Sixth, maintain the status-quo across the Taiwan Strait. No issue is more central to US-China relations than Taiwan. Taiwan is the one issue over which a major war between China and the United States could erupt. Taiwan is also a vibrant democracy and an important trading partner, especially in critical areas of high technology. Thus, the Biden administration should seek to maintain the status quo across the Strait, which has maintained stability while creating conditions for Taiwan and China to prosper.


For better rivalry with the Russians, rebalance US economic priorities

Elizabeth A Wood, Professor of History

In light of the Solar Winds attack that targeted major branches of the US government and military, Senator Angus King, co-chair of the Cyberspace Solarium Commission, has estimated that the Kremlin can hire 8,000 hackers for the price of one jet fighter. That raises the question: is the US spending its money where it should?

Today Russia and the US are at loggerheads over issues ranging from cyberhacking to the Kremlin’s poisoning of its enemies, control of the Arctic, and competition for foreign energy markets. While there is one military hardware issue–the burgeoning and dangerous arms race in tactical nuclear weapons, none of the rest of these hot button issues involve actual military weapons. Yet in fiscal year 2020, the Department of Defense has had a budget authority of approximately $724.5 billion (half of which is allocated to outside contractors). The US military also maintains almost 800 military bases in more than 70 countries and territories abroad. A recent Scientific American report has argued that the Pentagon’s excessive spending encourages the production of poor quality and overpriced weapons, exacerbates climate and environmental issues, and siphons money away from other domestic issues that urgently need attention.  

In the hacking war in particular, we are losing to the Russians because we aren’t investing enough in human capital. When the USSR launched Sputnik in 1957 and Yuri Gagarin’s flight in 1961, John F Kennedy responded by creating the first Presidential Commission on the Status of Women, which launched extensive training programs in STEM for girls and women. Schools began giving more homework in order to compete with the Soviets. Rivalry with Russia today should lead us to rebalance our economic priorities so that we can have a more robust, flexible economy that can more easily pivot to deal with external threats and opportunities. Moving money out of the military budget into the domestic economy can directly increase job production in key spheres of green infrastructure, health, and education.

At the same time we have to end the posturing that stimulates the nuclear arms race, fully rejecting Donald Trump’s 2016 bluff: "Let it be an arms race. We will outmatch them at every pass and outlast them all.”  

President Biden should also end the practice of running American foreign policy through secret proxy connections meeting in offshore waters (as Jared Kushner tried to do in the transition period before Trump came into office). This is also an excellent moment to consider the exact mix of US nuclear and non-nuclear forces, with particular attention to reducing nuclear weapons, while, of course, extending the New Start Treaty.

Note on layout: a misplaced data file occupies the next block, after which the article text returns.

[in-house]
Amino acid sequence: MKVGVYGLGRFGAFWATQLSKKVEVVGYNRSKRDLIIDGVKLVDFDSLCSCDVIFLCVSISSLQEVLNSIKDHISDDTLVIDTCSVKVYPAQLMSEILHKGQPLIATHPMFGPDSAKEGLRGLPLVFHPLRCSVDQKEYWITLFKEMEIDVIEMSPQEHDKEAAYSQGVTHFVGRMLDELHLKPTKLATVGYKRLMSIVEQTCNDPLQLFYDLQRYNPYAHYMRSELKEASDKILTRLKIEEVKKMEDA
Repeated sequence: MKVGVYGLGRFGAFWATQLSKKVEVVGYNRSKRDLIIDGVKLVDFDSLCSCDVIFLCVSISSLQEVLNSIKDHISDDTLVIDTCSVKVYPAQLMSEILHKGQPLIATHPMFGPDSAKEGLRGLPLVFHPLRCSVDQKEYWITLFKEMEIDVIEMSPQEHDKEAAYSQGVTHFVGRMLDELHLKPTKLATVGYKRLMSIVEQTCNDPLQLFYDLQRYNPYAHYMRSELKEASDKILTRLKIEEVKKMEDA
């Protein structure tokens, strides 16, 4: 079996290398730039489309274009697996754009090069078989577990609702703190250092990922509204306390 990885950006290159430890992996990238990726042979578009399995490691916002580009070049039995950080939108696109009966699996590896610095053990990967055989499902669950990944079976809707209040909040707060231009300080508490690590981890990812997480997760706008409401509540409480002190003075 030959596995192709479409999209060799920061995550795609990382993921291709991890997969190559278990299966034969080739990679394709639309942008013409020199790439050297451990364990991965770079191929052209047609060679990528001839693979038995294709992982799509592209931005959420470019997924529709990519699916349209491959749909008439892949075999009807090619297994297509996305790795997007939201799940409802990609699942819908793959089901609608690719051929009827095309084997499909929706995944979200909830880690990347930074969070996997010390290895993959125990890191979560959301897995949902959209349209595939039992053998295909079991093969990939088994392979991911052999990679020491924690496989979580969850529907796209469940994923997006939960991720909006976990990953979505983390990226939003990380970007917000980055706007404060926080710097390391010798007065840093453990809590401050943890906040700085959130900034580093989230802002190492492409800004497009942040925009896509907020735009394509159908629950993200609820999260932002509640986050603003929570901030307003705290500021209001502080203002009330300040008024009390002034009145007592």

President Vladimir Putin has reached out to President Biden, arguing that the two countries “bear special responsibility for global security and stability.”  This should not be ignored. The two leaders should work to repair their poor relations from the Obama era, cooperating on issues of Covid19, climate change, the Arctic, military dialogue, extending educational contacts, as well as reopening US Embassies inside Russia. 

Of course, the US must show that cyberhacking, invading neighboring countries, offering bounties on US troops, poisoning regime enemies, and trying to influence foreign elections are all unacceptable. Economic and political sanctions continue to be the best weapon we have. But their purposes must be carefully delineated and made more targeted by building in rewards for good behavior in particular contexts such as the Donbas. And they must have expiration dates so that Congress is forced to consider carefully whether they should be extended. US political vocabulary should eliminate all rhetoric based on “regime change.”  And Congress must take back from the executive branch the authority and the will to declare – and not declare – foreign wars.    

US military superiority, including the fact that we spend ten times what the Russians do, has been one factor pushing Russia to more devious cyber hacking and back channel attempts at influence. US-Russian competition is obviously here to stay, but the US budgetary decisions should focus on increasing domestic knowledge and labor sectors, not military ones. 


Engage in inventive diplomacy with Iran

John Tirman, Executive Director and Principal Research Scientist

President Joe Biden has vowed to return the United States to the Joint Comprehensive Program of Action—the nuclear deal signed in 2015 and from which President Trump withdrew in 2018. The JCPOA prohibits Iran from producing and weaponizing highly enriched uranium or plutonium. Iran’s supreme leader Ali Khamenei indicated late last year that Iran would accept a re-entry of the United States into the JCPOA, expecting the lifting of sanctions in return, as the deal originally promised. Iran has violated some terms of the agreement following the US withdrawal, and would need to return to full compliance for the sanctions to go.

All well and good. Trump’s attempt to undermine the deal (widely believed to derive from his obsession with Obama’s achievements) was reckless. The CIA has determined that Iran does not have a nuclear weapons program, yet the deal provided reassurances and could blunt an arms race in the region. Israel has a large nuclear arsenal and states like Saudi Arabia and Turkey have hinted that they would develop nuclear weapons if Iran proceeded toward a bomb.